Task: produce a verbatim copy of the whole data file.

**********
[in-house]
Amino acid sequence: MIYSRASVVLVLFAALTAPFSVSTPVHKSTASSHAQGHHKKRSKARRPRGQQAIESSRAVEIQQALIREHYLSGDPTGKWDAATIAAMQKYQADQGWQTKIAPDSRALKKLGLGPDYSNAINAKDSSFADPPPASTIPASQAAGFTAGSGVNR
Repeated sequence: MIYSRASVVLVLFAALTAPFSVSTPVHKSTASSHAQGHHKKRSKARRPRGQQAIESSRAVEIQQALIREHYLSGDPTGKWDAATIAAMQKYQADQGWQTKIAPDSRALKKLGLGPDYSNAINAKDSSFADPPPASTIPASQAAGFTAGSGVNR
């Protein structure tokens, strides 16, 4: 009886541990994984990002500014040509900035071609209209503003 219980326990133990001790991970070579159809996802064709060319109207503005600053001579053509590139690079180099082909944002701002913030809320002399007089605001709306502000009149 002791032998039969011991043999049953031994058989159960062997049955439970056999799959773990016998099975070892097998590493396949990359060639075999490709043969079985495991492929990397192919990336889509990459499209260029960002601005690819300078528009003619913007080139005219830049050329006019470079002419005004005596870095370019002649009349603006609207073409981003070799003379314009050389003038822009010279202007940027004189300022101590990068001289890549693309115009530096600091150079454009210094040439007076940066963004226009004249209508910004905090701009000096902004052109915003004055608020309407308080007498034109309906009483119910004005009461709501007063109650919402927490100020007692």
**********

[in-house]
Amino acid sequence: MIYSRASVVLVLFAALTAPFSVSTPVHKSTASSHAQGHHKKRSKARRPRGQQAIESSRAVEIQQALIREHYLSGDPTGKWDAATIAAMQKYQADQGWQTKIAPDSRALKKLGLGPDYSNAINAKDSSFADPPPASTIPASQAAGFTAGSGVNR
Repeated sequence: MIYSRASVVLVLFAALTAPFSVSTPVHKSTASSHAQGHHKKRSKARRPRGQQAIESSRAVEIQQALIREHYLSGDPTGKWDAATIAAMQKYQADQGWQTKIAPDSRALKKLGLGPDYSNAINAKDSSFADPPPASTIPASQAAGFTAGSGVNR
């Protein structure tokens, strides 16, 4: 009886541990994984990002500014040509900035071609209209503003 219980326990133990001790991970070579159809996802064709060319109207503005600053001579053509590139690079180099082909944002701002913030809320002399007089605001709306502000009149 002791032998039969011991043999049953031994058989159960062997049955439970056999799959773990016998099975070892097998590493396949990359060639075999490709043969079985495991492929990397192919990336889509990459499209260029960002601005690819300078528009003619913007080139005219830049050329006019470079002419005004005596870095370019002649009349603006609207073409981003070799003379314009050389003038822009010279202007940027004189300022101590990068001289890549693309115009530096600091150079454009210094040439007076940066963004226009004249209508910004905090701009000096902004052109915003004055608020309407308080007498034109309906009483119910004005009461709501007063109650919402927490100020007692």